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Home > News > 2018 > May > New labour hire laws take effect in Queensland

New labour hire laws take effect in Queensland

workers.pngVulnerable workers now have access to greater workplace protections with new labour hire laws taking full effect in Queensland.


The laws, which came into effect on 16 April 2018, regulate the labour hire industry through mandatory licencing, regular reporting and holding employers accountable for transgressions.


Businesses that provide labour hire services without an appropriate licence or fail to meet regulations now face severe penalties.


IEUA-QNT Assistant Secretary/Treasurer Paul Giles said the new laws were long overdue recognition of how easily labour hire companies had been able to exploit workers.


“Among some of the abhorrent behaviour of these labour hire organisations was systemic underpayment of wages, wrongful dismissal and gross denial of employees’ basic working conditions,” Mr Giles said.


“The current state government is to be commended for legislating significant protections for these vulnerable workers.”


The new laws provide vital protections for workers like Sergio Duran who worked for a number of cleaning labour hire companies after moving to Australia for study in 2014.


Mr Duran’s first employer forced him to attend two weeks of unpaid training before offering him just two hours of work per day and later sacking him with just two days’ notice.


At the time, Mr Duran was forced to rely on food donations from his local Catholic Church community.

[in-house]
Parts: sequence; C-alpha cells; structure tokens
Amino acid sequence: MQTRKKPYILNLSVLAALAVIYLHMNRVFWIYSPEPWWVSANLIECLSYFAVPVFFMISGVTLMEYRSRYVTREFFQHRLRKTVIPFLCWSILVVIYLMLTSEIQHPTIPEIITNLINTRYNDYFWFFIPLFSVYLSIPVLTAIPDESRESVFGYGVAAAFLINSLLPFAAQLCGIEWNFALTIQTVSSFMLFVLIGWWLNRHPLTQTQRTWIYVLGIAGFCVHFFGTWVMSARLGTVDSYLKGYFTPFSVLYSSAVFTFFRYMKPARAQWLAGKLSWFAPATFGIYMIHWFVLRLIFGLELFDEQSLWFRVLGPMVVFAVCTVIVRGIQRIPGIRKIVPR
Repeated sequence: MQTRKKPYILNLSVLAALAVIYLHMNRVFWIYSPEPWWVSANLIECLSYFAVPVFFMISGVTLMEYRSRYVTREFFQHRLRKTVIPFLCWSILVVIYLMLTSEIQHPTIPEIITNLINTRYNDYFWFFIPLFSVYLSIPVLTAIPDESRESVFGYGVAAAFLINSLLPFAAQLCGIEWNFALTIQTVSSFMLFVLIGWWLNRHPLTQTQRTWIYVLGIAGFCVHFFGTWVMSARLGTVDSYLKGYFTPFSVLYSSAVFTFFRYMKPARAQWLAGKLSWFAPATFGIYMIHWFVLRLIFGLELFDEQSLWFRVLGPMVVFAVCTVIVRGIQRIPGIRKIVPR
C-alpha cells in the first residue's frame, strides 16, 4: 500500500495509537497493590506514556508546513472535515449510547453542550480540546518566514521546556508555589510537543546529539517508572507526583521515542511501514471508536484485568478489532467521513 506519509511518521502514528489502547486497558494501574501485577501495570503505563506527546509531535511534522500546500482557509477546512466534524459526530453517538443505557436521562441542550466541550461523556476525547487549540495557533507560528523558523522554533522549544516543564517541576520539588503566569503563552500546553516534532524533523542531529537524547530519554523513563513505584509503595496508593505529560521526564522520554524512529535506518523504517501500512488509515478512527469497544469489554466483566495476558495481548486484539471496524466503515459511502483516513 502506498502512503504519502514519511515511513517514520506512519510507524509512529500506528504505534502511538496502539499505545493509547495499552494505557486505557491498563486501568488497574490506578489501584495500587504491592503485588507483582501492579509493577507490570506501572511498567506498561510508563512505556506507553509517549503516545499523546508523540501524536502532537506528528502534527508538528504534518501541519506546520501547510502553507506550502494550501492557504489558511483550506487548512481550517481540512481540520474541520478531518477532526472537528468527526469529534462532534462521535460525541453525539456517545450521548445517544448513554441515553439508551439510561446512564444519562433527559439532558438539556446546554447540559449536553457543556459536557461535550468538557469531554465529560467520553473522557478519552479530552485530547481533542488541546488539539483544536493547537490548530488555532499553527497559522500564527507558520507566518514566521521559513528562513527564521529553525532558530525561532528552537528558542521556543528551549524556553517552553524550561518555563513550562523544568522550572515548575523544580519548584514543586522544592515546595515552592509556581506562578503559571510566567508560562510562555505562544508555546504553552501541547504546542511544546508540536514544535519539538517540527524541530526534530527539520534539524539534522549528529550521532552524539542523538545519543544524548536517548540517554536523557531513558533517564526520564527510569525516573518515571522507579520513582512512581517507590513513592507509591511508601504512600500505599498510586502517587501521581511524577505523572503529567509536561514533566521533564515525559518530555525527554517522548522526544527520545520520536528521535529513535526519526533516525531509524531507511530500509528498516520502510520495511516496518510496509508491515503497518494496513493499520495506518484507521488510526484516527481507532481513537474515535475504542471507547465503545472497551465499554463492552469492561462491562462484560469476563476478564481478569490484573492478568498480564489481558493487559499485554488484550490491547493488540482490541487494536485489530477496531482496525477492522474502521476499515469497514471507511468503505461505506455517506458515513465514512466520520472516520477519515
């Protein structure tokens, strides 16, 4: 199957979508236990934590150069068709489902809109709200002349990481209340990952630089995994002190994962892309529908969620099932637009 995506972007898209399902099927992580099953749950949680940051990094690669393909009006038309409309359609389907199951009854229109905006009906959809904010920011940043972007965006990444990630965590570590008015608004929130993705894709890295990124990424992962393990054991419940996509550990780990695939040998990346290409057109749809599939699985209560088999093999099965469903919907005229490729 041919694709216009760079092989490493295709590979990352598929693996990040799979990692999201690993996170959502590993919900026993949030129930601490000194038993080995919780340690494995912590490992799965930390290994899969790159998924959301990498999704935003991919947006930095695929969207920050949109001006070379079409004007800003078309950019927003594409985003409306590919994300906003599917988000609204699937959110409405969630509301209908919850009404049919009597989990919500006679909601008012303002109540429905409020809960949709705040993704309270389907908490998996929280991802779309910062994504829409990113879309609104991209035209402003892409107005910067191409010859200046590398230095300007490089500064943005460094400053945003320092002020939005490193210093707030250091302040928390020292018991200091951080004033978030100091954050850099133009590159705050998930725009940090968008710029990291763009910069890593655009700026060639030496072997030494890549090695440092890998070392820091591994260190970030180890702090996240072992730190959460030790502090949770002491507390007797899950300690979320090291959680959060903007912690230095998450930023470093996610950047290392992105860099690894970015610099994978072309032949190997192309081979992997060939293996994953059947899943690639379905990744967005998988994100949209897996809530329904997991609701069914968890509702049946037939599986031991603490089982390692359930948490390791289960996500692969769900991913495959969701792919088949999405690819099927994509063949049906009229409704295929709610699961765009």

Mr Duran celebrated the new labour hire laws at a Queensland Community Alliance event in April.


“You may think this situation only happens once (but), for me and for my community, this is happening every day. This is our human dignity,” he said.


When the Labour Hire Licencing Bill 2017 successfully passed through parliament Queensland became the first state to introduce mandatory licencing for labour hire companies.


Unions had campaigned strongly for regulation of the industry and were instrumental in bringing about the new laws.


Mr Giles said the outcome made it clear that broken rules could be changed.


“Where industrial laws are out of step with community expectations, we can and must change them.


“All workers are entitled to secure jobs with fair pay and entitlements.


“This is the key principle of our Change The Rules campaign to fix Australia’s broken industrial laws.


“There is still work to be done – the collective bargaining system is in desperate need of repair and insecure work continues to impact thousands of workers – but what is clear is that when workers join together in their unions, they can change our industrial landscape for the better.”


Read more about the Change The Rules campaign here.


Find out more about the Queensland Community Alliance, of which our union is a member here.

Authorised by Terry Burke, Independent Education Union of Australia – Queensland & Northern Territory Branch, Brisbane.